Raspberry Pi VNC Server Setup

Seeting up Remote Access With Tight VNC

Open a terminal if you are logged into your Pi with a connected display or Use Putty to SSH into your Pi if you are working on it over the network or remotely.

Type in

Sudo apt-get update

Now type in

Sudo apt-get install tightvncserver

When asked

After this operation, 9,988 kB of additional disk space will be used.
Do you want to continue [Y/n]?

answer with ‘y’


Sudo vncserver

It will ask you for a password to use for the VNC access twice. Just type in the same password both times. This will be the password you will have to enter each time you access your Pi over VNC.
It will also ask if you want to enter a view only password. I don’t use that so I always say no, but if you want to be able to view without control you do it then.
When its done you should see something like this.








Now you will need to download and install the Tight VNC Viewer on your computer.

Get it at tightvnc.com

Once installed open it up and type the IP address of your Pi succeeded by :1 and hit Enter


You should be prompted for your password and after entering your password you will be greeted with the view and control of your Pi’s desktop.

VNC-Access VNC-desktop

Playing with the Raspberry Pi

So, I have been holding off on getting the Raspberry Pi for quite a while. Why? Well honestly, it was because I was a bit intimidated by it. I have been using and programming on the Arduino platform for a couple of years. I made a few projects like a wireless temperature monitor, a thermostat, and a couple of other tidbits. I struggled my way through a good bit of it since I haven’t had any proper training in programming. With a lot of help and criticism from the guys in the Arduino forum I made it through each one of my projects less one.

You can see why moving to a more complicated and more powerful platform would be a little scary. Alas, I decided it was time to try something new. I was bored with struggling  through the same things and figured that if I’m going to struggle any way why not do it the next step up.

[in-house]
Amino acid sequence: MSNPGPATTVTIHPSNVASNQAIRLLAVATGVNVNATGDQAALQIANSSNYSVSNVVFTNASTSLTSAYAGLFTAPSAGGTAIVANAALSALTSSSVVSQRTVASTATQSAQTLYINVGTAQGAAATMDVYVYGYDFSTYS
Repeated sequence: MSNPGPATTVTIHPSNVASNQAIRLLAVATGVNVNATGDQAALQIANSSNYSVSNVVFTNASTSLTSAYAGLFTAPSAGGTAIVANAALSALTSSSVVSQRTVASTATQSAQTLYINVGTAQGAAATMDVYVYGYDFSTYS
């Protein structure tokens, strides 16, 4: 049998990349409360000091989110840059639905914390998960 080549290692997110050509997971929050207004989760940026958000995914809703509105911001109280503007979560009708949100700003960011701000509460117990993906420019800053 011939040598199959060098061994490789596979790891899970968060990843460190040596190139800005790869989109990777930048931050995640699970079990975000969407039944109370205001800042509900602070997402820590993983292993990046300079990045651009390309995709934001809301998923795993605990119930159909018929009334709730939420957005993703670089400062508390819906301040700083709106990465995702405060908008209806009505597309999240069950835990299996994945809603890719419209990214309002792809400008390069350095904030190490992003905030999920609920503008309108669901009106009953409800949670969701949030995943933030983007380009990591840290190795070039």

I bought the Raspberry Pi a couple of weeks ago and I have been surprised at every turn! Not only is it much easier to program in python but this tiny computer is so incredibly versatile.  I have written a basic program to flash and LED as well as a “Hello World” and built an HTPC with RaspBMC.

The Raspberry Pi isn’t powerful enough to run Windows but there are custom Linux images that run great. This little computer even has an HDMI output built right in and it is pretty much no fuss to use it.

My next step is to work through all the learning material on raspberrypi.org and grasp as much understanding about writing in python as possible. There are other sites to learn from as well. There are huge online communities and plenty of published guides and tutorials to follow. I am really looking forward to working with this platform in the coming year!

I will document each of my projects on here and hope that you get the most out of it. I am anxious to see what we can come up with and hope to hear your thoughts on each progressive project I make.

Helping Others With What We Know

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